Perestroika (//; Russian: Перестро́йка, IPA: [pʲɪrʲɪˈstrojkə] ( listen)) was a political movement for reformation within the Communist Party of the Soviet Union during the 1980s and 1990s and is widely associated with Soviet leader Mikhail Gorbachev and his glasnost (meaning "openness") policy reform. The literal meaning of perestroika is "restructuring," referring to the restructuring of the Soviet political and economic system.
Perestroika allowed more independent actions from various ministries and introduced some market-like reforms. The goal of perestroika, however, was not to end the command economy but rather to make socialism work more efficiently to better meet the needs of Soviet citizens. The process of implementing perestroika arguably exacerbated already existing political, social, and economic tensions within the Soviet Union and is often blamed for furthering the political ascent of nationalism and nationalist political parties in the constituent republics. Perestroika and resistance to it are often cited[by whom?] as major catalysts leading to the dissolution of the Soviet Union.
In May 1985, Gorbachev gave a speech in Leningrad in which he admitted the slowing of economic development, and inadequate living standards. This was the first time that a Soviet leader had done so.
The programme was furthered at the 27th Congress of the Communist Party in Gorbachev's report to the congress, in which he spoke about "perestroika", "uskoreniye", "human factor", "glasnost", and "expansion of the khozraschyot" (commercialization).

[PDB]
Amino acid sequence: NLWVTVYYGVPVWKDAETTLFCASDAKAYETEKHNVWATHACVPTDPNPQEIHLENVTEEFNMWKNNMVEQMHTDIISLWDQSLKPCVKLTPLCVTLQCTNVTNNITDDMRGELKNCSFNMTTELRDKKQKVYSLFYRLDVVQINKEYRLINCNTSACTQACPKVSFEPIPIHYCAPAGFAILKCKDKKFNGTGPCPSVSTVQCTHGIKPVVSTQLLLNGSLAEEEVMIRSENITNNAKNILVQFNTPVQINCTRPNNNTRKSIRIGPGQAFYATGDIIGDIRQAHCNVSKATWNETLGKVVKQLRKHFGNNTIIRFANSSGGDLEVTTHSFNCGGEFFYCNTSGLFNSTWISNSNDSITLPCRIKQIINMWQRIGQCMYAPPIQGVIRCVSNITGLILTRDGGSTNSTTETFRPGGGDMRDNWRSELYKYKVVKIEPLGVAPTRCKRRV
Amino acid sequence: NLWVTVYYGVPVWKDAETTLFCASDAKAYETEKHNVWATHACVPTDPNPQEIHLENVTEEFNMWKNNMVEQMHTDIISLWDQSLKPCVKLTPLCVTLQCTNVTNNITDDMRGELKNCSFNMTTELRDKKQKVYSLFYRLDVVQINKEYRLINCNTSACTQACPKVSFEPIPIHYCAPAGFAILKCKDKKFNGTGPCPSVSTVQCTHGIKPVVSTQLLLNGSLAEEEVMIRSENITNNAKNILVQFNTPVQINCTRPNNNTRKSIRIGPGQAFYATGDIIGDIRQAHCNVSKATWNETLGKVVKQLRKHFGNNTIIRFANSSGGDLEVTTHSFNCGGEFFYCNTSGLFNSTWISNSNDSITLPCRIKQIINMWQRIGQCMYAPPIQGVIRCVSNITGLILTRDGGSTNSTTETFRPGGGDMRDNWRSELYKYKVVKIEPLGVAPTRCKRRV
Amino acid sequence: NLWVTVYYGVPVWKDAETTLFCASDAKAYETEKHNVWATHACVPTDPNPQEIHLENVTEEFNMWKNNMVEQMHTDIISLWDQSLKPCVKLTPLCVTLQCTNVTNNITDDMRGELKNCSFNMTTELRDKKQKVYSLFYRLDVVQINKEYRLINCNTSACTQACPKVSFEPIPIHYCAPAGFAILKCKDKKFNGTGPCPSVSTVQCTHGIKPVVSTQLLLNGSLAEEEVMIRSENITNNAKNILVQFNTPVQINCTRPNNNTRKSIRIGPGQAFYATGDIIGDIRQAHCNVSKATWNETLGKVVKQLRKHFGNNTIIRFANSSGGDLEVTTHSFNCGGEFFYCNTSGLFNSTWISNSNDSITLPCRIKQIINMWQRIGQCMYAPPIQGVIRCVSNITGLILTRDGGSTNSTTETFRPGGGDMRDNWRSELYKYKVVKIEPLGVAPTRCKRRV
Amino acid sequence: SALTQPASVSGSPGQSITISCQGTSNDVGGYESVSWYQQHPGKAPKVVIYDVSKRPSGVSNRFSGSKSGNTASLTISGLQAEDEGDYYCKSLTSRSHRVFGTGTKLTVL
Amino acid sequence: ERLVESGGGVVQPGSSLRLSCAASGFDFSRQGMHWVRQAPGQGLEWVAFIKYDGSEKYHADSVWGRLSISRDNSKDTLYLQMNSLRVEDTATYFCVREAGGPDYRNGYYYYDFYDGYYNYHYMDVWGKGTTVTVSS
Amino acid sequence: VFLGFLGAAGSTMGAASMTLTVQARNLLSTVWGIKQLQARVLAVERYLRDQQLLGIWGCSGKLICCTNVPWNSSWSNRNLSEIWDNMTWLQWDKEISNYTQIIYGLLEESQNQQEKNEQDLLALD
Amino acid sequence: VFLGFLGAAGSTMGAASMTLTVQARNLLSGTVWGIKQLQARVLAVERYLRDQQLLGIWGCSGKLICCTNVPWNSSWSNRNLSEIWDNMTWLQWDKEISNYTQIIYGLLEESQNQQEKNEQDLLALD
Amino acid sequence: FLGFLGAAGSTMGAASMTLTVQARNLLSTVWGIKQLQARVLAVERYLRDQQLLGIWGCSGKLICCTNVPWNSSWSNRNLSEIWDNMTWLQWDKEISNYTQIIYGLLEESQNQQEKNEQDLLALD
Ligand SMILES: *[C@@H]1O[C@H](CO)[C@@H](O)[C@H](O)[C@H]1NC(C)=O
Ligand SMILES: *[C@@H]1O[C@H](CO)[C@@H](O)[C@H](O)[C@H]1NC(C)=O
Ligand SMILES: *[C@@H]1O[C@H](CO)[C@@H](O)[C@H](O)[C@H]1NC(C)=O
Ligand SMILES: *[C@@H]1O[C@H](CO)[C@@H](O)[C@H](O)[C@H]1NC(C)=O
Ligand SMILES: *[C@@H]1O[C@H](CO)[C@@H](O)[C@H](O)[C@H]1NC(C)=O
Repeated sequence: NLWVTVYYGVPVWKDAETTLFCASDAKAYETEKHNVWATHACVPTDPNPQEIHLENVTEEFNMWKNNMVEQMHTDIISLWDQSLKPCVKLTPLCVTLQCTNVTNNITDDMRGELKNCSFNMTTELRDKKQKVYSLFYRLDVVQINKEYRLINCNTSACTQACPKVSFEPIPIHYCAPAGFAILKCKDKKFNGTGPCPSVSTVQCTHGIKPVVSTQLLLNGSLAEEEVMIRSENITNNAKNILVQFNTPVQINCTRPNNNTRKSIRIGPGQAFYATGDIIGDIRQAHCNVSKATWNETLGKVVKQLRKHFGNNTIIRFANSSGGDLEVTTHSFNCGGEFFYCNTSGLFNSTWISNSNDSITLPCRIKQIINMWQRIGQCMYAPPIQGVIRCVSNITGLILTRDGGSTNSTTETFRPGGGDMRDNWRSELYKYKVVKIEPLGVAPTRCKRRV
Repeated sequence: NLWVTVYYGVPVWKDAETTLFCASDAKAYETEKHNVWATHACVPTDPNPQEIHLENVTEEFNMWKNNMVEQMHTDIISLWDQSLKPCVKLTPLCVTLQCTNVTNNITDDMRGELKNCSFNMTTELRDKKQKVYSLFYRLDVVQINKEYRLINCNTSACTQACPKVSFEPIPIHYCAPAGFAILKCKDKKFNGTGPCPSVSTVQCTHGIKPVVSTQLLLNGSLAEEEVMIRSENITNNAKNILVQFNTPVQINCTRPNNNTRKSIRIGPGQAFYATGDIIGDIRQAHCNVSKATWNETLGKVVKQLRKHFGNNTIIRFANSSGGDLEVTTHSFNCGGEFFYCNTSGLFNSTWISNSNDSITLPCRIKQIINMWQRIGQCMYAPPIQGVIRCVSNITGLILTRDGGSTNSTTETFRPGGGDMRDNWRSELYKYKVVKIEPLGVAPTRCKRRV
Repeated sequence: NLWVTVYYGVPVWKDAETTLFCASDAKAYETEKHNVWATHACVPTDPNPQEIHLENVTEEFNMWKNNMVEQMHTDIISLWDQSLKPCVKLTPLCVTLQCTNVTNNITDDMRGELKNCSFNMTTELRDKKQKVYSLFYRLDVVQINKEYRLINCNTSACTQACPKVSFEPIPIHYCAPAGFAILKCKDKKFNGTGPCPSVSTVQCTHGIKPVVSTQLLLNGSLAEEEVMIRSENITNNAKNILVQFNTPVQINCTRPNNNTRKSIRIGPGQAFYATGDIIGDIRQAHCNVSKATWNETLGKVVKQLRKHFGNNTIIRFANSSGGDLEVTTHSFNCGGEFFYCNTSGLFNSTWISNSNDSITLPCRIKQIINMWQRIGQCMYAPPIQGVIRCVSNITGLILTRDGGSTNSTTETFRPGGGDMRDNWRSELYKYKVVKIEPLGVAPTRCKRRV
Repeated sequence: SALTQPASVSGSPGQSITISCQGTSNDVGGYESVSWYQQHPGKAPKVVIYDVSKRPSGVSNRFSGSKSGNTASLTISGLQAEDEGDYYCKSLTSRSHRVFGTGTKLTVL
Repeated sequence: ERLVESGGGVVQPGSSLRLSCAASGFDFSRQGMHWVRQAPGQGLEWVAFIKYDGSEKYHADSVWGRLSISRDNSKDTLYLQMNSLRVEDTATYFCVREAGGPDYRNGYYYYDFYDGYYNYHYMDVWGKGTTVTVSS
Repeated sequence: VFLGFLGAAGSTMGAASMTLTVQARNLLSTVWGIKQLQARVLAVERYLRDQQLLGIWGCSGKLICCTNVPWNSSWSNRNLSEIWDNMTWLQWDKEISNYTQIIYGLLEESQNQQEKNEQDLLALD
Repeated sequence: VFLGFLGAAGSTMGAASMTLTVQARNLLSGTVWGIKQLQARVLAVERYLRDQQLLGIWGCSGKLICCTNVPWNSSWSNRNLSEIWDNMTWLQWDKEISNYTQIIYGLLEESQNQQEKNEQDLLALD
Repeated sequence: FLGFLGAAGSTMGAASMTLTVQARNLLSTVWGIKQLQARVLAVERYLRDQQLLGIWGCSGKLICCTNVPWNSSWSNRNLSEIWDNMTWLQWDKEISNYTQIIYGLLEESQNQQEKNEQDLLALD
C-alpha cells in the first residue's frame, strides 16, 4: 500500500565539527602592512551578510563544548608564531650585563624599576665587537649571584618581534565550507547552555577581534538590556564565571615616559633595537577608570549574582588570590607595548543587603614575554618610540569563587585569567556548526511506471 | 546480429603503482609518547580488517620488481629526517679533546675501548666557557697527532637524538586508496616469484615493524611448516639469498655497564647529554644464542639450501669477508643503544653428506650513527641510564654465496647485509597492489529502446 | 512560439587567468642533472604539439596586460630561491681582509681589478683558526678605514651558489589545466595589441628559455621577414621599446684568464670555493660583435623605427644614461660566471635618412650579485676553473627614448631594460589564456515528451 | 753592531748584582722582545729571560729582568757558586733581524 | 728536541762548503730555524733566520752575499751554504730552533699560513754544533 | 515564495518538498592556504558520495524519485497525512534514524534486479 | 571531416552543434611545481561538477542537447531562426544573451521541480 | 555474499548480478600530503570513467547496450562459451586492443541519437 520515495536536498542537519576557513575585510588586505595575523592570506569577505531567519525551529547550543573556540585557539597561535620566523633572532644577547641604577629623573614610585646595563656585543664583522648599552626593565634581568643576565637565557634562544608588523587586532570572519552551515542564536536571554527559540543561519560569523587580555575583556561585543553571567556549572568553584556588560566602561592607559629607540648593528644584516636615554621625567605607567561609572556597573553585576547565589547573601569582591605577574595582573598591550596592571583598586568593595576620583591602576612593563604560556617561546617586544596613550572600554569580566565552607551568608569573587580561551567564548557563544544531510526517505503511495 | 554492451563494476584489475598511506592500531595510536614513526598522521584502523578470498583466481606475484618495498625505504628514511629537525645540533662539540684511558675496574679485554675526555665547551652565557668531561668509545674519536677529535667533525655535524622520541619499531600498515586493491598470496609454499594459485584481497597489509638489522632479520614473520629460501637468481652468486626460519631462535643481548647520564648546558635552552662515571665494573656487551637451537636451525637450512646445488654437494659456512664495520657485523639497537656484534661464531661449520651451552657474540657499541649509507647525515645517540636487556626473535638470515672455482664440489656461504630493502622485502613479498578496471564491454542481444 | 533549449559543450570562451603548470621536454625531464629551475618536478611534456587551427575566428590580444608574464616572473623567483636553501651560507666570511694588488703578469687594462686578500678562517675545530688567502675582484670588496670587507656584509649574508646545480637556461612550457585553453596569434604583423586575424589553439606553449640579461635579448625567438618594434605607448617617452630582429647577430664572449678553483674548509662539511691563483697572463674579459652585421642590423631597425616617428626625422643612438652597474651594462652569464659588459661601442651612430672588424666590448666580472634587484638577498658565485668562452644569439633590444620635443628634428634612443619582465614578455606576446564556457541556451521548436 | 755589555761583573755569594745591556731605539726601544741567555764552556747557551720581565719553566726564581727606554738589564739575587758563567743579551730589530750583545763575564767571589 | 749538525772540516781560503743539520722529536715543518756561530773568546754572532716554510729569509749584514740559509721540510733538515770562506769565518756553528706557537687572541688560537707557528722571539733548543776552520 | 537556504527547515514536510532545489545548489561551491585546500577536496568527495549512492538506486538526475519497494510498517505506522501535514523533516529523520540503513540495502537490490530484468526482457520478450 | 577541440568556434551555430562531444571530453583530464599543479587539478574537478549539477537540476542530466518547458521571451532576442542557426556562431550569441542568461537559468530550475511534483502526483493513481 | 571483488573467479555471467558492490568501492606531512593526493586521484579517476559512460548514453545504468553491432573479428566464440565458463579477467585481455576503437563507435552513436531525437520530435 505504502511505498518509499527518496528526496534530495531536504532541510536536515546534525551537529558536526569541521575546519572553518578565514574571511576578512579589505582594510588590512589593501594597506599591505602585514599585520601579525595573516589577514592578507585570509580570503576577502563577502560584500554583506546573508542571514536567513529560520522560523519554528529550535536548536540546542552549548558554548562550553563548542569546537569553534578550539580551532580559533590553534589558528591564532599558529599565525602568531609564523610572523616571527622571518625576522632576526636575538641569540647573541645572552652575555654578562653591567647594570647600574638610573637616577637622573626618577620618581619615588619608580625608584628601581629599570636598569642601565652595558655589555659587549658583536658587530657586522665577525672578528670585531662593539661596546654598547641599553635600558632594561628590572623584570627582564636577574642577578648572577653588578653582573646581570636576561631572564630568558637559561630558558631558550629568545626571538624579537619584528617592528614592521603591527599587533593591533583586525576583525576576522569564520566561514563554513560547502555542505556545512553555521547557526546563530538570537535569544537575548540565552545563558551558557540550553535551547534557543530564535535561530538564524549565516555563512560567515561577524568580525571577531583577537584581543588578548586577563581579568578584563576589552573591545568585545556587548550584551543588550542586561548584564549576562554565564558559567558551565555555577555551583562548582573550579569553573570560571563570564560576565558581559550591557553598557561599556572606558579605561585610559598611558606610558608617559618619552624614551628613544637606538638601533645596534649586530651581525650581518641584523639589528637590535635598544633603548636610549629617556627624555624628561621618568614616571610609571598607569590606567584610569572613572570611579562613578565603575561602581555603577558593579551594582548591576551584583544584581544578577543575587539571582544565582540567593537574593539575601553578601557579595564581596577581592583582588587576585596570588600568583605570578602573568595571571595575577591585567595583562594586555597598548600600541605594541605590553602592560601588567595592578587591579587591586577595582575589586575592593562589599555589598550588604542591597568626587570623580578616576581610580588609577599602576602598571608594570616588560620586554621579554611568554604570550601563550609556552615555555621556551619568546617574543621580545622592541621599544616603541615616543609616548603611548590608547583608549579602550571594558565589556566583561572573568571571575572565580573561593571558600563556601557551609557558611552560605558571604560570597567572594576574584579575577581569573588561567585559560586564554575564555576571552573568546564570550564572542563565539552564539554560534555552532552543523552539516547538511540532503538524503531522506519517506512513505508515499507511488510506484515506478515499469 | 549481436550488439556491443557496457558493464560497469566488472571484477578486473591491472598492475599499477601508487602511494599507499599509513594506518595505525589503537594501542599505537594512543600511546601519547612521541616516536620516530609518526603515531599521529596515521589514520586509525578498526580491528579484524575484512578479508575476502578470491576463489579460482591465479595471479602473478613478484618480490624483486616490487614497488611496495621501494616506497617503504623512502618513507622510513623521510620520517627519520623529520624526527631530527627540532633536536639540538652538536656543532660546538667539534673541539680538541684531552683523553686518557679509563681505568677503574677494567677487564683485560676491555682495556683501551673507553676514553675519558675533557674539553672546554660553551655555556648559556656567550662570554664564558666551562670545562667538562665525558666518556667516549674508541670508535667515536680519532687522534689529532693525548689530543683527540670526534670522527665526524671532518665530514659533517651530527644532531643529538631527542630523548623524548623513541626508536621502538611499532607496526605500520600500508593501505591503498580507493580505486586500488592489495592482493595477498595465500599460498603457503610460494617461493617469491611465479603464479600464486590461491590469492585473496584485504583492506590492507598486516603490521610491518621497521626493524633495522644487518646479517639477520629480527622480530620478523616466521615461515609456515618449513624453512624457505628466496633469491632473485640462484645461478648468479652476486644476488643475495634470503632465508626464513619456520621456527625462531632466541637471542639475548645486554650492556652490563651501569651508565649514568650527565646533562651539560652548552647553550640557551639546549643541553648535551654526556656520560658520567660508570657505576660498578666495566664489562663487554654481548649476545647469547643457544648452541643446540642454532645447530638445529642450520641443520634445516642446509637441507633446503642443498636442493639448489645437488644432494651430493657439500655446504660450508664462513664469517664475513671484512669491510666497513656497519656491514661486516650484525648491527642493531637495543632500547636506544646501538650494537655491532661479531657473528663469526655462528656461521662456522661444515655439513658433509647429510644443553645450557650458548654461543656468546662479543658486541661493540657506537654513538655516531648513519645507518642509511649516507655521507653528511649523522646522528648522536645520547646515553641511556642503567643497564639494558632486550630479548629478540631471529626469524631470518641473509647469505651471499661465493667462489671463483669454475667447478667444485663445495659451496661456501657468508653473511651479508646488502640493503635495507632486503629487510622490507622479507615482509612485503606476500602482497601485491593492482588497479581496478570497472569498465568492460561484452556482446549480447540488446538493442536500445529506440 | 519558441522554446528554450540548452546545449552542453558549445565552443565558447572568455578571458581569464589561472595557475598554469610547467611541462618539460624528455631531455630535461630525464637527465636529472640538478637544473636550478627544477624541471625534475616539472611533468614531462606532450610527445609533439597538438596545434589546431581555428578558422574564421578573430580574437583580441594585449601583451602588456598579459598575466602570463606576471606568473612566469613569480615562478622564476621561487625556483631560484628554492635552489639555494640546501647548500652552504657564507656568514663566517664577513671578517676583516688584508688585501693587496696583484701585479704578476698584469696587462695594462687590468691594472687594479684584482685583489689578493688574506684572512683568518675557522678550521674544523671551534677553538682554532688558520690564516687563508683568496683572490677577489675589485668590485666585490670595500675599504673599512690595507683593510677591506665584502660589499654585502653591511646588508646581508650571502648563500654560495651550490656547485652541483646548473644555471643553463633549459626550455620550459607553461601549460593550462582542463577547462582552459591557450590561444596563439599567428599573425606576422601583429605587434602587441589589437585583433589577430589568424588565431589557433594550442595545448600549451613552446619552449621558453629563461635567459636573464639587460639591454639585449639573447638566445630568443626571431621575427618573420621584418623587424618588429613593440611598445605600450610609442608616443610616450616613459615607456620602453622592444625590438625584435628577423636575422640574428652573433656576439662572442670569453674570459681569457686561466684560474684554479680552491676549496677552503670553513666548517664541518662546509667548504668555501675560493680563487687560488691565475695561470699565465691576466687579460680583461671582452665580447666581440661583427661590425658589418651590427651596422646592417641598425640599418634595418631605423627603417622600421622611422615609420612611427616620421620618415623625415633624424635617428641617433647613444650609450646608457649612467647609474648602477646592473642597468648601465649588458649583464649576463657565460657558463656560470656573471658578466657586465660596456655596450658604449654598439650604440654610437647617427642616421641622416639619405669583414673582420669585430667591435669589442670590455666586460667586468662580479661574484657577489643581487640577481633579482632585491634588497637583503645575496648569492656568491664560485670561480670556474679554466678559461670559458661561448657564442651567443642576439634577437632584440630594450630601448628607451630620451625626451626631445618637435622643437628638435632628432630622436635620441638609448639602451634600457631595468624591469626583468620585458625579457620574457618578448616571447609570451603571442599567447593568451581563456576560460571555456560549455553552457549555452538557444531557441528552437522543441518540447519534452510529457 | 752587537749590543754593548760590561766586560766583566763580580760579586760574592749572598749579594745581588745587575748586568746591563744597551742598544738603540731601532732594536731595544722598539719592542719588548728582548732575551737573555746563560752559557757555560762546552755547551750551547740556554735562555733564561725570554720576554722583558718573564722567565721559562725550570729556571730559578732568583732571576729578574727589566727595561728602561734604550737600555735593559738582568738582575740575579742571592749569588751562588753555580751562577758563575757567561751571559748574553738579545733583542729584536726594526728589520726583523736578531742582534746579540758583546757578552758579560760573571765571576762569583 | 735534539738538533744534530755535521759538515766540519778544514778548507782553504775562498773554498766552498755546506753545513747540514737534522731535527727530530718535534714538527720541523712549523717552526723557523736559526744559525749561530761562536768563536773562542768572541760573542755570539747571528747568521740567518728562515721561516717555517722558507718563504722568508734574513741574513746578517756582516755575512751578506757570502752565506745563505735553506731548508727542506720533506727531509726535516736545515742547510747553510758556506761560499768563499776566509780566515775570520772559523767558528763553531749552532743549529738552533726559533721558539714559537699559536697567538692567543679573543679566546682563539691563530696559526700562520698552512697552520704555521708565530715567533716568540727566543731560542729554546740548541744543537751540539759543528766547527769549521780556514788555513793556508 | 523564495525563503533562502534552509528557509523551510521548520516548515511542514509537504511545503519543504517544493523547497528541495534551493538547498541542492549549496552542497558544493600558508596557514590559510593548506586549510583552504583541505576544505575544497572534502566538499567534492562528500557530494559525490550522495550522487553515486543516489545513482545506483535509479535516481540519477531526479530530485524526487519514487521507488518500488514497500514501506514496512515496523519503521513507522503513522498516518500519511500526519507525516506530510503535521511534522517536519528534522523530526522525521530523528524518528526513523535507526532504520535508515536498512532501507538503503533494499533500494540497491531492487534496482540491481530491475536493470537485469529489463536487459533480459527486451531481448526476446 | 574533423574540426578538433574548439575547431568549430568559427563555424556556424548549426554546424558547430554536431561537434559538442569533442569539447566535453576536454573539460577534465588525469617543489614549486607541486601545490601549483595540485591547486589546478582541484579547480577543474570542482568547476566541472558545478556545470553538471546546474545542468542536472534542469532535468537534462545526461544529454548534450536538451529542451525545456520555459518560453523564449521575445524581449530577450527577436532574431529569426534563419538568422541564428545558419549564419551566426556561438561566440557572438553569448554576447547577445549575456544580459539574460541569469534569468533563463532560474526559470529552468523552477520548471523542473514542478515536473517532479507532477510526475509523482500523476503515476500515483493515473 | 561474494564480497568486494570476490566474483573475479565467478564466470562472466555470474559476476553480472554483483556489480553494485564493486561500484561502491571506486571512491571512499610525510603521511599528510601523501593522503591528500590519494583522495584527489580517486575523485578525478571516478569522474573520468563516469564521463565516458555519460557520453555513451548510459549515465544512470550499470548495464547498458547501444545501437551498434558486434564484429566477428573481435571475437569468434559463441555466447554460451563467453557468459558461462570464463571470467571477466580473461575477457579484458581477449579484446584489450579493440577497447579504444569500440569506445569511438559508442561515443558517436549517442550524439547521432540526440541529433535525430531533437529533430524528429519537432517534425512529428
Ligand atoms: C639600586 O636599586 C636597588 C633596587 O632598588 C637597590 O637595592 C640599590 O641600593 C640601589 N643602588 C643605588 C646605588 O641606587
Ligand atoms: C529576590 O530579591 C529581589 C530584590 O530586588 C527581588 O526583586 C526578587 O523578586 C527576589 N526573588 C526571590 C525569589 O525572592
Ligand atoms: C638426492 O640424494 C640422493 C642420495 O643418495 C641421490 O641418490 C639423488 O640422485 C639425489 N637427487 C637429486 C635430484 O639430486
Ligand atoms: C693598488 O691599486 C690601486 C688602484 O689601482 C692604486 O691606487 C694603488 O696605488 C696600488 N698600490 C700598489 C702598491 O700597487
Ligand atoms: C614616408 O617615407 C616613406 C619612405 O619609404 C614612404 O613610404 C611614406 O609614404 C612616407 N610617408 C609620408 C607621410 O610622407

During the initial period (1985–87) of Mikhail Gorbachev's time in power, he talked about modifying central planning but did not make any truly fundamental changes (uskoreniye; "acceleration"). Gorbachev and his team of economic advisors then introduced more fundamental reforms, which became known as perestroika (restructuring).
At the June 1987 plenary session of the Central Committee of the Communist Party of the Soviet Union (CPSU), Gorbachev presented his "basic theses", which laid the political foundation of economic reform for the remainder of the existence of the Soviet Union.
In July 1987, the Supreme Soviet of the Soviet Union passed the Law on State Enterprise. The law stipulated that state enterprises were free to determine output levels based on demand from consumers and other enterprises. Enterprises had to fulfill state orders, but they could dispose of the remaining output as they saw fit. However, at the same time the state still held control over the means of production for these enterprises, thus limiting their ability to enact full-cost accountability. Enterprises bought input from suppliers at negotiated contract prices. Under the law, enterprises became self-financing; that is, they had to cover expenses (wages, taxes, supplies, and debt service) through revenues. No longer was the government to rescue unprofitable enterprises that could face bankruptcy. Finally, the law shifted control over the enterprise operations from ministries to elected workers' collectives. Gosplan's (Russian: Госуда́рственный комите́т по планированию; Gosudarstvenniy komitet po planirovaniyu; "State Committee for Planning") responsibilities were to supply general guidelines and national investment priorities, not to formulate detailed production plans.